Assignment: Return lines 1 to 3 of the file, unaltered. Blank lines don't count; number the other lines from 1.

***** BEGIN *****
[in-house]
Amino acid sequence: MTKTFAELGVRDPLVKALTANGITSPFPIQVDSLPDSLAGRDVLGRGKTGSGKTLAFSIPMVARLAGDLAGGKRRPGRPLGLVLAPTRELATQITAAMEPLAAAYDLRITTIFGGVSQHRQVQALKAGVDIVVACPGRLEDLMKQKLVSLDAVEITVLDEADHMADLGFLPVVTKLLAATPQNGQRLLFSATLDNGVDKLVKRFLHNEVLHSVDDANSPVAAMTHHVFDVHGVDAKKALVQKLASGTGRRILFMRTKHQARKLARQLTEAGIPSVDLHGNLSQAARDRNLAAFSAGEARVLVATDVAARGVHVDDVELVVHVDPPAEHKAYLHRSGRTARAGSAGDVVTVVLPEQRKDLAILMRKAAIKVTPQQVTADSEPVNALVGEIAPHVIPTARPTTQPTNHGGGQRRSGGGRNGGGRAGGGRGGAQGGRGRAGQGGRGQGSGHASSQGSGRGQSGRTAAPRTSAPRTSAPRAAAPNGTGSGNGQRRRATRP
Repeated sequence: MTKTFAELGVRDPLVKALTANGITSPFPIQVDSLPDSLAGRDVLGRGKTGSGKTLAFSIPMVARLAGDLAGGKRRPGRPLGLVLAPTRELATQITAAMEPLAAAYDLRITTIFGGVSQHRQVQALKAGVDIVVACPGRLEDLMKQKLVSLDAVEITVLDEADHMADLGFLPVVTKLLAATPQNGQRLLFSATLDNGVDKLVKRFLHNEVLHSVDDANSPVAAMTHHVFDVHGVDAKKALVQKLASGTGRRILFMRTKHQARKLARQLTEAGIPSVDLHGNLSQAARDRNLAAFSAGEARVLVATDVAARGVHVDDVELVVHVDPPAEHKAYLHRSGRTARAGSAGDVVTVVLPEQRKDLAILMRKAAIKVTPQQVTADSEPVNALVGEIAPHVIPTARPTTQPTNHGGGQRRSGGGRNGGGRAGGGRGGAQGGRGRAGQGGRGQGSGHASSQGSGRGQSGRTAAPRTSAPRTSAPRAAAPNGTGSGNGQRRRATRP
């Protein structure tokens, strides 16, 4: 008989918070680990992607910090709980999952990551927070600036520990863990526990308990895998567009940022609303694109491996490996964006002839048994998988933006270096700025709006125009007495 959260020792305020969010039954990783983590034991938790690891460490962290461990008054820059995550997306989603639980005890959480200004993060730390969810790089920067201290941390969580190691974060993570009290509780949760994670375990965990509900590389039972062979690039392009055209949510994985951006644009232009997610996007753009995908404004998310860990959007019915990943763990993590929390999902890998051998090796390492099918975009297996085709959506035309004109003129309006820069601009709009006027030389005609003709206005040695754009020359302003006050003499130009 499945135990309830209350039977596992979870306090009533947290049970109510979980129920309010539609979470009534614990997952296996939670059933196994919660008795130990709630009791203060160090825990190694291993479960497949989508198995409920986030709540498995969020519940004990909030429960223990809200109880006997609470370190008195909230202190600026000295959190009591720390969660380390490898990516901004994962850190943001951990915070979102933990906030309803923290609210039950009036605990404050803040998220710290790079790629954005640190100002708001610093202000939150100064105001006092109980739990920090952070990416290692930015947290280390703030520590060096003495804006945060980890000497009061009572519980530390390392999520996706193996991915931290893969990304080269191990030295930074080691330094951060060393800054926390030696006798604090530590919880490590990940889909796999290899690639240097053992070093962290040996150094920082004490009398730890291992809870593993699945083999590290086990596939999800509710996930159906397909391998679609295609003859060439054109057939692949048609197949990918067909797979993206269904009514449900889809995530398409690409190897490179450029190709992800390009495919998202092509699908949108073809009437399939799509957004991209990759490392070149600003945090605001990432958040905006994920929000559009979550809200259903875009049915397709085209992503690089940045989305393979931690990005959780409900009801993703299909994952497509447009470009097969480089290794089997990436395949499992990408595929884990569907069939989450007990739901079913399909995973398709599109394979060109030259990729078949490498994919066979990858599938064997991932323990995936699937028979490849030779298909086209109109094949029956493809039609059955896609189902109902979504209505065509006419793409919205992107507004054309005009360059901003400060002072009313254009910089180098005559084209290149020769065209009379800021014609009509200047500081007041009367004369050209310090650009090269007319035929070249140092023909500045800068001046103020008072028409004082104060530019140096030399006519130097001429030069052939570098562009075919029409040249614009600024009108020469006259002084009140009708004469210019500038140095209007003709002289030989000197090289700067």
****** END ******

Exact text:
[in-house]
Amino acid sequence: MTKTFAELGVRDPLVKALTANGITSPFPIQVDSLPDSLAGRDVLGRGKTGSGKTLAFSIPMVARLAGDLAGGKRRPGRPLGLVLAPTRELATQITAAMEPLAAAYDLRITTIFGGVSQHRQVQALKAGVDIVVACPGRLEDLMKQKLVSLDAVEITVLDEADHMADLGFLPVVTKLLAATPQNGQRLLFSATLDNGVDKLVKRFLHNEVLHSVDDANSPVAAMTHHVFDVHGVDAKKALVQKLASGTGRRILFMRTKHQARKLARQLTEAGIPSVDLHGNLSQAARDRNLAAFSAGEARVLVATDVAARGVHVDDVELVVHVDPPAEHKAYLHRSGRTARAGSAGDVVTVVLPEQRKDLAILMRKAAIKVTPQQVTADSEPVNALVGEIAPHVIPTARPTTQPTNHGGGQRRSGGGRNGGGRAGGGRGGAQGGRGRAGQGGRGQGSGHASSQGSGRGQSGRTAAPRTSAPRTSAPRAAAPNGTGSGNGQRRRATRP
Repeated sequence: MTKTFAELGVRDPLVKALTANGITSPFPIQVDSLPDSLAGRDVLGRGKTGSGKTLAFSIPMVARLAGDLAGGKRRPGRPLGLVLAPTRELATQITAAMEPLAAAYDLRITTIFGGVSQHRQVQALKAGVDIVVACPGRLEDLMKQKLVSLDAVEITVLDEADHMADLGFLPVVTKLLAATPQNGQRLLFSATLDNGVDKLVKRFLHNEVLHSVDDANSPVAAMTHHVFDVHGVDAKKALVQKLASGTGRRILFMRTKHQARKLARQLTEAGIPSVDLHGNLSQAARDRNLAAFSAGEARVLVATDVAARGVHVDDVELVVHVDPPAEHKAYLHRSGRTARAGSAGDVVTVVLPEQRKDLAILMRKAAIKVTPQQVTADSEPVNALVGEIAPHVIPTARPTTQPTNHGGGQRRSGGGRNGGGRAGGGRGGAQGGRGRAGQGGRGQGSGHASSQGSGRGQSGRTAAPRTSAPRTSAPRAAAPNGTGSGNGQRRRATRP